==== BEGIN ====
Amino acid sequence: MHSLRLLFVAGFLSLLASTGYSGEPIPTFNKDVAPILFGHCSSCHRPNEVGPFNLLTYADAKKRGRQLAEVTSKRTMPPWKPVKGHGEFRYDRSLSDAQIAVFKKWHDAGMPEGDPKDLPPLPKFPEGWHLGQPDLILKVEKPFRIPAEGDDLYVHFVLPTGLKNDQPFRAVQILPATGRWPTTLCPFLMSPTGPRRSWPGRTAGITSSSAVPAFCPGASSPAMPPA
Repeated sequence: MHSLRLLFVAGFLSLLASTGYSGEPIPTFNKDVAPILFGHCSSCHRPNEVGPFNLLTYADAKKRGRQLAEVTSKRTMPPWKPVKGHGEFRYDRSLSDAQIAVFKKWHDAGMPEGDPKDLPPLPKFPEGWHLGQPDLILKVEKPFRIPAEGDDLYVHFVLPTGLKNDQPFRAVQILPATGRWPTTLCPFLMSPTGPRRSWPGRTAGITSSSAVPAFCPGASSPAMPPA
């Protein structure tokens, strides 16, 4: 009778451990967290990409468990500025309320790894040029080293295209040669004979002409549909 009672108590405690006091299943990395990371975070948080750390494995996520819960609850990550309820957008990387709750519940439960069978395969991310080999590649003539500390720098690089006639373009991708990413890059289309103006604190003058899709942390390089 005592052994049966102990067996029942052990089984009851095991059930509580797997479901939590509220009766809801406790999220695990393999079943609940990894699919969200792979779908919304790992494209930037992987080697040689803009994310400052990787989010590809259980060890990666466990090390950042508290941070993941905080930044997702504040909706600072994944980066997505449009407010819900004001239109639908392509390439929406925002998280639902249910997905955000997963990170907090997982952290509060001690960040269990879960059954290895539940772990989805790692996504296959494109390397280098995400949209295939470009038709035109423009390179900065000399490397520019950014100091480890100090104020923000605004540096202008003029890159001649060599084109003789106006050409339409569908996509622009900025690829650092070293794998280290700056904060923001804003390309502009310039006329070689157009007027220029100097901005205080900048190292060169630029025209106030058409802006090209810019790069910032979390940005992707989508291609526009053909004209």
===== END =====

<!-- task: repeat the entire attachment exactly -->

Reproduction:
Amino acid sequence: MHSLRLLFVAGFLSLLASTGYSGEPIPTFNKDVAPILFGHCSSCHRPNEVGPFNLLTYADAKKRGRQLAEVTSKRTMPPWKPVKGHGEFRYDRSLSDAQIAVFKKWHDAGMPEGDPKDLPPLPKFPEGWHLGQPDLILKVEKPFRIPAEGDDLYVHFVLPTGLKNDQPFRAVQILPATGRWPTTLCPFLMSPTGPRRSWPGRTAGITSSSAVPAFCPGASSPAMPPA
Repeated sequence: MHSLRLLFVAGFLSLLASTGYSGEPIPTFNKDVAPILFGHCSSCHRPNEVGPFNLLTYADAKKRGRQLAEVTSKRTMPPWKPVKGHGEFRYDRSLSDAQIAVFKKWHDAGMPEGDPKDLPPLPKFPEGWHLGQPDLILKVEKPFRIPAEGDDLYVHFVLPTGLKNDQPFRAVQILPATGRWPTTLCPFLMSPTGPRRSWPGRTAGITSSSAVPAFCPGASSPAMPPA
């Protein structure tokens, strides 16, 4: 009778451990967290990409468990500025309320790894040029080293295209040669004979002409549909 009672108590405690006091299943990395990371975070948080750390494995996520819960609850990550309820957008990387709750519940439960069978395969991310080999590649003539500390720098690089006639373009991708990413890059289309103006604190003058899709942390390089 005592052994049966102990067996029942052990089984009851095991059930509580797997479901939590509220009766809801406790999220695990393999079943609940990894699919969200792979779908919304790992494209930037992987080697040689803009994310400052990787989010590809259980060890990666466990090390950042508290941070993941905080930044997702504040909706600072994944980066997505449009407010819900004001239109639908392509390439929406925002998280639902249910997905955000997963990170907090997982952290509060001690960040269990879960059954290895539940772990989805790692996504296959494109390397280098995400949209295939470009038709035109423009390179900065000399490397520019950014100091480890100090104020923000605004540096202008003029890159001649060599084109003789106006050409339409569908996509622009900025690829650092070293794998280290700056904060923001804003390309502009310039006329070689157009007027220029100097901005205080900048190292060169630029025209106030058409802006090209810019790069910032979390940005992707989508291609526009053909004209």